The fall of France in 1940 influenced decisively U.S. Army’s anti-tank doctrine. The reports from Europe were talking about thousands of enemy tanks advancing relentlessly. It was considered that organic anti-tank weapons in the infantry divisions were not sufficient to meet the threat and independent anti-tank battalions were established. According to the doctrine that was developed, the independent anti-tank units should be kept in reserve at Army or Corps level. When the enemy tank force was located the anti-tank units would occupy suitable positions to ambush it. During the fight with the tanks the anti-tank units would not remain static, but they would aggressively maneuver, using terrain in their advantage, and destroy them. On 7 October 1941 the anti-tank battalions were renamed as tank destroyer battalions, which was more in conformity with the offensive spirit that prevailed in the new, semi-independent, tank destroyer branch.
Tank-Destroyer Battalions training
The Tank-Destroyer (TD) Battalion
The TD battalions that reached North Africa in 1942 were composed of three self-propelled TD companies and a reconnaissance company. In each TD company one platoon was equipped with the 37mm M6 Gun Motor Carriage (GMC) and the other two with the 75mm M3 GMC. Both systems were considered expedient weapons, offered minimal or non armor protection and had poor penetration capabilities.
|1. Tank Destroyer Battalion, 1942.|
The Cushman Report
From the initial landings in North Africa, December 1942, until mid-February 1943 only two TD Battalions supported the American troops. Later on they were joined by five others.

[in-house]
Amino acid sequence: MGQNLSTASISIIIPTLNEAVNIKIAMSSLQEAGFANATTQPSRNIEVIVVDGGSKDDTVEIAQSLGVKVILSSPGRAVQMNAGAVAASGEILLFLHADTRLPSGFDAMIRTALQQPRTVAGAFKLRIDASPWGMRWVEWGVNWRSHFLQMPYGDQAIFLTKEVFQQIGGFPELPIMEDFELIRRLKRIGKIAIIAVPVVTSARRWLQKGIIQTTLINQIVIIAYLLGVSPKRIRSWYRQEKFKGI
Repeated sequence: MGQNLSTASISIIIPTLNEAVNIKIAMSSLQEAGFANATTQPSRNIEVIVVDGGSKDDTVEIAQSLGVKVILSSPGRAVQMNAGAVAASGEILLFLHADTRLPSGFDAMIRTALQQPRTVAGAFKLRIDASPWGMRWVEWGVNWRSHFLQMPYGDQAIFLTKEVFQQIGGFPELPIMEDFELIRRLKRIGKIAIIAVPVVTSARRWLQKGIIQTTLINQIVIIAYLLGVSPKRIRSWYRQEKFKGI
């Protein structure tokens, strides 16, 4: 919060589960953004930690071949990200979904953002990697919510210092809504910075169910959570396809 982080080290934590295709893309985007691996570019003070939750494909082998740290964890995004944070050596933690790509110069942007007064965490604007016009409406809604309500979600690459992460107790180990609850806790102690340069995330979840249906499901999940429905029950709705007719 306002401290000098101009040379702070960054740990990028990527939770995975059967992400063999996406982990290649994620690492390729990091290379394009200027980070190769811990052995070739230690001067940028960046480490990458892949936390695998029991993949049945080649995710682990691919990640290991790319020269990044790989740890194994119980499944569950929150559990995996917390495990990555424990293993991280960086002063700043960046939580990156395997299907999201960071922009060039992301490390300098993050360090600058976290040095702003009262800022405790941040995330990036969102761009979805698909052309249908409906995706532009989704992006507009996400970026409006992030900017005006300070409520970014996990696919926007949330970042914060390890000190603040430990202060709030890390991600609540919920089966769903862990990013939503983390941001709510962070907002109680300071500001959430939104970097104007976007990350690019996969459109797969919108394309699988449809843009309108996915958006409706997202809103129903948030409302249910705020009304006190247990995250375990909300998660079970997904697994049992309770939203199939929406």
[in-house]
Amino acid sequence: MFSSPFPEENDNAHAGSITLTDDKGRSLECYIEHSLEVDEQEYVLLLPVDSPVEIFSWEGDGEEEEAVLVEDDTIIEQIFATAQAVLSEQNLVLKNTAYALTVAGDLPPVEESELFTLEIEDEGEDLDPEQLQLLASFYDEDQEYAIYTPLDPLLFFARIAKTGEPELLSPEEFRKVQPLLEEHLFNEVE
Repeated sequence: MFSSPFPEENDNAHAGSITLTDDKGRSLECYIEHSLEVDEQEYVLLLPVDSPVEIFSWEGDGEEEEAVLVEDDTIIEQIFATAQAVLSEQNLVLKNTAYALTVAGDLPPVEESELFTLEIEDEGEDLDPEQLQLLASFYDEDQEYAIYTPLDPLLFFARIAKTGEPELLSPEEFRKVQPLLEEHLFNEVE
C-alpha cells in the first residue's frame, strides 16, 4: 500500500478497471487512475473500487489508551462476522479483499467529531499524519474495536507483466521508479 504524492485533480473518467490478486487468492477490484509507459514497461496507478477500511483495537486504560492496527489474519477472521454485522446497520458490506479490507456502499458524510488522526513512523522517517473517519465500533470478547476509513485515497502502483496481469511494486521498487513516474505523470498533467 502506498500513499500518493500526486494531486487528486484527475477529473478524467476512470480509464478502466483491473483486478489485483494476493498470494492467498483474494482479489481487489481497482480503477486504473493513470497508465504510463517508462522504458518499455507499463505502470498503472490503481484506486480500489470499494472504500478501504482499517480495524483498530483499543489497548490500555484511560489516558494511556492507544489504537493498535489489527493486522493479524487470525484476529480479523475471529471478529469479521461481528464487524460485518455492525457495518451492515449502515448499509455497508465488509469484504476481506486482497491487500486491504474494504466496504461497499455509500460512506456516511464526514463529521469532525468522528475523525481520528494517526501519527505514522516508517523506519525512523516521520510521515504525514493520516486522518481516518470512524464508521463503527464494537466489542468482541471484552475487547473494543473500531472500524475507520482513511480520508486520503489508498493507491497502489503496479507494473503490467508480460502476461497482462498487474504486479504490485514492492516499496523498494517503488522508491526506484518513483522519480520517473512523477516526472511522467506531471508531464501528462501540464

Major Allerton Cushman, originally of the French Army, acted as an observer for the Tank Destroyer Center and the Hq Army Ground Forces (AGF) during the North African Campaign, and accompanied TD units from the start. In March 29, 1943 he filed a very interesting report about the performance of the TD units. The report is divided in two sections. In the first section he makes some general comments about training and morale. In the second section he deals with German and American tactics and makes some comments and suggestions about the organization and equipment of the TD battalions.
2. An 88 gun, towed behind
an Sd.Kfz. 6/1, in North Africa.
“To understand our procedures in this theater, it is necessary to outline those of the enemy. His most publicized antitank weapon is the 88mm, but the 50mm and a newly-developed 75mm towed gun were also in evidence. The enemy habitually maneuvered his armor within a protective cordon of antitank weapons. Our forces had invariably to anticipate antitank guns before closing with German tanks.
a. Offense. In those actions witnessed by this observer, the Germans placed their 88's into position quickly enough to give immediate support to their armor. The 88mm has been mounted in the PzKw VI, their 56-ton heavy tank.
b. Defense. Whenever sufficient time is available to organize a strong point, enemy antitank gun positions are progressively employed end organized in depth.
(1) Core of the defense in these strong points is the 88mm gun. Immediately adjacent to the gun positions are dug elaborate slit trenches, occupied until the time for manning that piece. In one instance, in the OUSSELTIA VALLEY, about 100 infantrymen protected 88mm positions. Flanking these positions were 20mm machine guns, and the whole area was supported by tanks, which, had the mission of protecting flanks and rear
(2) The enemy has introduced a new towed 75mm gun with a 3,250 f/sec muzzle velocity, using tungsten carbide Pak 40 ammunition”.
I failed to observe any defects in our tactics as outlined in available training literature. The difficulty lay in failure to follow these precepts.
3. 75mm-GMC M3.